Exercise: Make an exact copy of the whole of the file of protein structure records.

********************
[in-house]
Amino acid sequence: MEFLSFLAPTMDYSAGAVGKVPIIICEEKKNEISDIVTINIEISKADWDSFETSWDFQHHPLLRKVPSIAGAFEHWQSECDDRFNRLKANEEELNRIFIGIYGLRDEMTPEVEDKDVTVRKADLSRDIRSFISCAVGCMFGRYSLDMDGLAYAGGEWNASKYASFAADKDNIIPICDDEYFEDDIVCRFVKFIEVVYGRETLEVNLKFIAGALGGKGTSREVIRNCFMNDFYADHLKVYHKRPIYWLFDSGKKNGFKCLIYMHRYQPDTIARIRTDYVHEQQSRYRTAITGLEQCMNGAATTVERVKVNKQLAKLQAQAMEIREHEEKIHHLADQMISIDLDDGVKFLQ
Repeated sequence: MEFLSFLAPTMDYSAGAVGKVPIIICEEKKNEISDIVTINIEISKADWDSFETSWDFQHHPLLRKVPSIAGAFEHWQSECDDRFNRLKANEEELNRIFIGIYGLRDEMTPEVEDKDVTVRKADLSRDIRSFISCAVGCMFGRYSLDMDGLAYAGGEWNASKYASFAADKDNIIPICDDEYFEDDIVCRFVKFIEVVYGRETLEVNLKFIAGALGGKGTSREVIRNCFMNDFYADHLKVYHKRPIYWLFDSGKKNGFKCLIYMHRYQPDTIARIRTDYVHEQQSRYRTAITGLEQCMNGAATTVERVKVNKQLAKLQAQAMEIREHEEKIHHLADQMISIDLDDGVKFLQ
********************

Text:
[in-house]
Amino acid sequence: MEFLSFLAPTMDYSAGAVGKVPIIICEEKKNEISDIVTINIEISKADWDSFETSWDFQHHPLLRKVPSIAGAFEHWQSECDDRFNRLKANEEELNRIFIGIYGLRDEMTPEVEDKDVTVRKADLSRDIRSFISCAVGCMFGRYSLDMDGLAYAGGEWNASKYASFAADKDNIIPICDDEYFEDDIVCRFVKFIEVVYGRETLEVNLKFIAGALGGKGTSREVIRNCFMNDFYADHLKVYHKRPIYWLFDSGKKNGFKCLIYMHRYQPDTIARIRTDYVHEQQSRYRTAITGLEQCMNGAATTVERVKVNKQLAKLQAQAMEIREHEEKIHHLADQMISIDLDDGVKFLQ
Repeated sequence: MEFLSFLAPTMDYSAGAVGKVPIIICEEKKNEISDIVTINIEISKADWDSFETSWDFQHHPLLRKVPSIAGAFEHWQSECDDRFNRLKANEEELNRIFIGIYGLRDEMTPEVEDKDVTVRKADLSRDIRSFISCAVGCMFGRYSLDMDGLAYAGGEWNASKYASFAADKDNIIPICDDEYFEDDIVCRFVKFIEVVYGRETLEVNLKFIAGALGGKGTSREVIRNCFMNDFYADHLKVYHKRPIYWLFDSGKKNGFKCLIYMHRYQPDTIARIRTDYVHEQQSRYRTAITGLEQCMNGAATTVERVKVNKQLAKLQAQAMEIREHEEKIHHLADQMISIDLDDGVKFLQ